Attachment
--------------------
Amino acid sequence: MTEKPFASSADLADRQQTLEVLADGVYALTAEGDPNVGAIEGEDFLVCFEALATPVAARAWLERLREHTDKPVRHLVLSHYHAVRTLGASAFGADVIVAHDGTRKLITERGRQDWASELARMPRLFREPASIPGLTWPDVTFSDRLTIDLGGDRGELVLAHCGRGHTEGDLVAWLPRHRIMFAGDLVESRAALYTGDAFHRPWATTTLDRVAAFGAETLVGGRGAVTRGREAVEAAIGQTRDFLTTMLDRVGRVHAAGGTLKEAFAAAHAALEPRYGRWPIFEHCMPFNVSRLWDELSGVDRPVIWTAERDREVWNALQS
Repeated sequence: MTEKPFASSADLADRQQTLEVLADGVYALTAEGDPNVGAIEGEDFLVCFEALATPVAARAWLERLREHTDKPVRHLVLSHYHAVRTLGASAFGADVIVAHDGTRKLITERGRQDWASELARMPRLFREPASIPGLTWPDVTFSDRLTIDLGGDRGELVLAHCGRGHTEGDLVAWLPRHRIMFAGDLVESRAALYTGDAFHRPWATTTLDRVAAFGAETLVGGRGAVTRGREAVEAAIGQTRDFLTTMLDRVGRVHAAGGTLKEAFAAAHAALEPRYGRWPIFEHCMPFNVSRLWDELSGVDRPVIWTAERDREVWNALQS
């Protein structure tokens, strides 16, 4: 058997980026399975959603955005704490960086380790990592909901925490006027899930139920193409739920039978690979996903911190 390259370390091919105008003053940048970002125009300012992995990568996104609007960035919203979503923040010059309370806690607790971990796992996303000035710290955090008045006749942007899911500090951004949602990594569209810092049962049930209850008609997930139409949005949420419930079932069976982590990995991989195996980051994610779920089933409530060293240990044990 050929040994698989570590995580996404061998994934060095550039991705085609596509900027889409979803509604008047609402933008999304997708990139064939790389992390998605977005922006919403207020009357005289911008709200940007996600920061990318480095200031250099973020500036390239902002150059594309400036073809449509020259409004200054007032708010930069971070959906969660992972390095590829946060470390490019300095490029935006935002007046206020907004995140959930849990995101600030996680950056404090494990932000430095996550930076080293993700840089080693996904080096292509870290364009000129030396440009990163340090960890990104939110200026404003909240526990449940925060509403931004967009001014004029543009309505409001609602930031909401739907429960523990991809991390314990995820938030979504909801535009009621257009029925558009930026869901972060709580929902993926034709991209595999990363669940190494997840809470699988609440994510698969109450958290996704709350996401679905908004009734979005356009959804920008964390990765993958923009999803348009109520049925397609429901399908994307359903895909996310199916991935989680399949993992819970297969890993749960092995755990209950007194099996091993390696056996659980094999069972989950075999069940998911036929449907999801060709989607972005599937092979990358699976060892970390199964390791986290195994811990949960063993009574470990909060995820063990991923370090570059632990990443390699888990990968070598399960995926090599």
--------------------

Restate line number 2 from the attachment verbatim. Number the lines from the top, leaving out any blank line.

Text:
Repeated sequence: MTEKPFASSADLADRQQTLEVLADGVYALTAEGDPNVGAIEGEDFLVCFEALATPVAARAWLERLREHTDKPVRHLVLSHYHAVRTLGASAFGADVIVAHDGTRKLITERGRQDWASELARMPRLFREPASIPGLTWPDVTFSDRLTIDLGGDRGELVLAHCGRGHTEGDLVAWLPRHRIMFAGDLVESRAALYTGDAFHRPWATTTLDRVAAFGAETLVGGRGAVTRGREAVEAAIGQTRDFLTTMLDRVGRVHAAGGTLKEAFAAAHAALEPRYGRWPIFEHCMPFNVSRLWDELSGVDRPVIWTAERDREVWNALQS